- The Austrian government has set itself ambitious renewable energy goals.
- The last few months have seen a number of coal-fired plants close.
In a move welcomed by environmental organizations, Austria's last operational coal-fired power station has shut down.
The Mellach facility, in the province of Styria, had generated electricity and heat for 34 years, according to Austrian utility Verbund. Its closure, announced Friday, comes as the Austrian government attempts to meet its target of producing 100% of its electricity from renewable sources by the year 2030.
"Austria is ending coal burning, while supporting the uptake of renewable energy and the European Green New Deal," Kathrin Gutmann, campaign director at Europe Beyond Coal, said in a statement reacting to the news. "This is a great example of the path to healthier, cleaner, and more resilient societies," Gutmann added.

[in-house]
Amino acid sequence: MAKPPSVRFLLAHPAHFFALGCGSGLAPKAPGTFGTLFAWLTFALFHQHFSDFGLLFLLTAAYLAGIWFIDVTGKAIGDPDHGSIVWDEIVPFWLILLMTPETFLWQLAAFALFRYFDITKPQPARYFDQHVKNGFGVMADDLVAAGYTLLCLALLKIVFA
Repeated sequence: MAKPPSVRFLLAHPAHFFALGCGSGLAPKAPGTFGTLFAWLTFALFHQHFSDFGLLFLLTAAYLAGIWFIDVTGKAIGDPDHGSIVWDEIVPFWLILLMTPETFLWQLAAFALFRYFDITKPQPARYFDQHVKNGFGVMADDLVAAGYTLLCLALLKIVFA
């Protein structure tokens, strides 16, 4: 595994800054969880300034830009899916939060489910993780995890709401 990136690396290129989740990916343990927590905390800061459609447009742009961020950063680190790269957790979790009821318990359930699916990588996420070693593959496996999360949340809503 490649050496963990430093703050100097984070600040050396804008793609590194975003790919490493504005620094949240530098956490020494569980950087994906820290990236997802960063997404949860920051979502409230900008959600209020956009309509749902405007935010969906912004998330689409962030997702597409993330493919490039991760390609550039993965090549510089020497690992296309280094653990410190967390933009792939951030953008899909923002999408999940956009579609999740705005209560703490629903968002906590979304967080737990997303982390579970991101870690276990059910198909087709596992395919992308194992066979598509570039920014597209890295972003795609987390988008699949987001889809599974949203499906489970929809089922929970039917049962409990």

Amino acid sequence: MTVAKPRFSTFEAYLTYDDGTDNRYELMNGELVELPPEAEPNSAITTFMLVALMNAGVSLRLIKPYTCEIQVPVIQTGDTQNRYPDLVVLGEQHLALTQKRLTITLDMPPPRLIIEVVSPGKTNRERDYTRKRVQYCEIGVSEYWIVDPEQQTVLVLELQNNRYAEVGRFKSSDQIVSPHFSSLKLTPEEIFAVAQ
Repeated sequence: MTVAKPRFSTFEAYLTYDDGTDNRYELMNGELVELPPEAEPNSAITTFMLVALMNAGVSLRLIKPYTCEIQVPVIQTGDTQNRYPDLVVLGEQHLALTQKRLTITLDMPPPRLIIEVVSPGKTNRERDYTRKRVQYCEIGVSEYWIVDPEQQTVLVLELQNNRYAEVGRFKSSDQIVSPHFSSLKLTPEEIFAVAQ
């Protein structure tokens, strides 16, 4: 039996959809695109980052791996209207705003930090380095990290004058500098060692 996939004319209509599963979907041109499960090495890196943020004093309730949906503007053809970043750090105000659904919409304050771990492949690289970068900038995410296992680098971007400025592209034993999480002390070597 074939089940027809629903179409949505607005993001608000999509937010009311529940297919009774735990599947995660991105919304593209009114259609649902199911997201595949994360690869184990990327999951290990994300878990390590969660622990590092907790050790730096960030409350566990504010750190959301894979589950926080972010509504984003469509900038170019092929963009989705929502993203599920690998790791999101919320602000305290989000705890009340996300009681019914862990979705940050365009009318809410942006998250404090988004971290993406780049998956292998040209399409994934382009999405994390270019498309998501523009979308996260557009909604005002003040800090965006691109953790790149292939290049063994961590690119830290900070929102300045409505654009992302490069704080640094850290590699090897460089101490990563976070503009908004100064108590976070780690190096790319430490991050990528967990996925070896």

The EU released details of its "European Green Deal" last December, describing it as a "roadmap" to make the bloc's economy sustainable. One of the plan's key aims is for the EU to be climate neutral by the year 2050.
According to Europe Beyond Coal, 15 countries in Europe have unveiled plans for the phase out of coal used for electricity production since 2016.
The last few months have seen a number of coal-fired plants close. In the U.K. for instance, two coal-fired facilities operated by SSE and RWE shut down on the same day at the end of March. In February, energy firm Drax said coal-fired electricity production at the U.K.'s largest power plant was expected to end in March 2021.
The U.K. government is aiming to remove coal from Britain's energy system by 2025. It recently announced it would consult on moving that deadline to October 1, 2024. According to the government, Britain's reliance on coal for electricity has fallen from 70% in 1990 to under 3% today.